Authors: John Thompson
BOOKS BY JOHN THOMPSON
Published by Pressque Publishing, Charleston, SC
This is a work of fiction. Names, characters, places, and incidents are the product of the author’s imagination or have been used to create this work of art. Any similarities to actual persons, living or dead, events, etc. is completely coincidental.
All rights reserved.
Copyright @ 2012 John Thompson
First edition published 2008.
Cover image copyright© Pressque Publishing
No part of this book may be reproduced or transmitted in any form or by any means, electronic or mechanical, including photocopying, recording, or by any information storage and retrieval system, permitted by law. For information contact: Pressque Publishing, Charleston, SC.
Typography by Torborg Davern
STEVE ALBERS HAD NO IDEA
it was his day to die. He simply knew his sales meeting had run late, and he needed to run like hell to catch the five-ten train. Another train left at five forty-five, but that wasn’t an option. Today was his daughter’s birthday, her sixteenth, and in addition to a family celebration, Steve had an almost-new bright yellow Volkswagen Beetle hidden in his neighbor’s garage.
He generally disapproved of sixteen-year-olds having cars, but Kate was different—honor roll every semester of her life, state champion gymnast in her age group, and class president. She deserved something special, he thought, as he rushed from the elevator and trotted toward the revolving doors. Out on the crowded sidewalk, he broke into an awkward run.
The sun had set, the cold wind sliced through his muffler and gloves, and slicks of ice glinted from the sidewalk. He stepped around
mobs of fellow commuters bundled in heavy coats, steaming warm breath into the air. After a block, his heart pounded, and he slowed to a fast walk, vowing to lose some weight. After another block he came to the throng of people moving down the escalators into the underground warren of Penn Station, and he began to burrow his way through.
The air grew warmer as he descended, and the smells of car and bus exhaust and the metallic tang of cold air quickly morphed into the stale, slightly urine smell of the station. The jostling worsened in the long corridors that led to the commuter trains, and Steve shifted his focus, looking down for a dropped briefcase or some homeless person’s outstretched leg.
He sidestepped quickly, nearly tripping over a stack of Coke cases someone had carelessly left outside a pizza kiosk, and then, after regaining his footing, glanced up at the overhead clock. Four minutes after five. He started to relax. He was going to make it, just barely.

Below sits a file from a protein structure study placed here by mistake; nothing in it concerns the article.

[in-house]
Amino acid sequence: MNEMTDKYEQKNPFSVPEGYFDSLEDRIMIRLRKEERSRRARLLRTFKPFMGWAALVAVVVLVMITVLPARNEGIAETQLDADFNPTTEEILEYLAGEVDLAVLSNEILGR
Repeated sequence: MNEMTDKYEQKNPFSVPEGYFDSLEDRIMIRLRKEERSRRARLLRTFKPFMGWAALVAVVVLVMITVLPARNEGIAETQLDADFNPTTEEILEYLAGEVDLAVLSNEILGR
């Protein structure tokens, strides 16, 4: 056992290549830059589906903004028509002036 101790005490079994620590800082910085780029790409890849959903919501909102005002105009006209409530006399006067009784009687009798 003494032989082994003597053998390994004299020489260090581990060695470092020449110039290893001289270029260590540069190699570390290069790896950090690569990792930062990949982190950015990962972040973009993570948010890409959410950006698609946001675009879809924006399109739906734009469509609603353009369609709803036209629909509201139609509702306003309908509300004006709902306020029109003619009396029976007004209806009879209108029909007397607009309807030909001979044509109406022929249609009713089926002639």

Exactly seventeen minutes earlier, in the drop-off area outside Penn Station’s other entrance, Yusuf ben Abu Sayeed checked his watch then stepped out of the taxi line where he had been standing for the past five minutes. He tightened his muffler, raised the collar of his cashmere overcoat, and strode away. Such a departure was unremarkable because cab waits often became infuriating, and the line simply shifted forward. No one gave him a second glance.
Abu Sayeed’s exit had nothing to do with impatience but with the two men in Coca Cola delivery uniforms who had just ascended the escalator and wheeled their empty hand truck around the corner of the building. He’d been waiting to spot them, and now he crossed
Eighth Avenue, walked eastward, and entered the revolving doors of a large office tower. He unbuttoned his coat and loosened his muffler, entered an elevator, and rode to the thirtieth floor. There, like a man who had simply chosen the wrong floor, he stepped onto the next down elevator. Seconds later he exited the opposite side of the building where his rented limousine had been waiting at the curb for almost forty minutes.
As the driver hurried around the car and held the door, Abu Sayeed gave a weary sigh, as though exhausted from the last meeting of a long day. He slid onto his seat and checked that the glass privacy partition was up. His mind whirled with almost unbelievable possibilities, as he glanced at the other passenger who had waited there the entire time. They were almost strangers, having met several months earlier in London, when the man had managed to contact him through an endless chain of intermediaries and make his extraordinary offer.
“Well?” the passenger asked as the limo pulled into traffic. He had sandy hair graying at the temples and blue eyes with a dangerous innocence.
“Your associates made their delivery,” Abu Sayeed answered.
The man removed a cell phone from the pocket of his suit coat. He held it for several thoughtful moments as their limo snaked its way through the uptown traffic. Finally, he dialed a number then held the phone out to Abu Sayeed. “You have the honors.”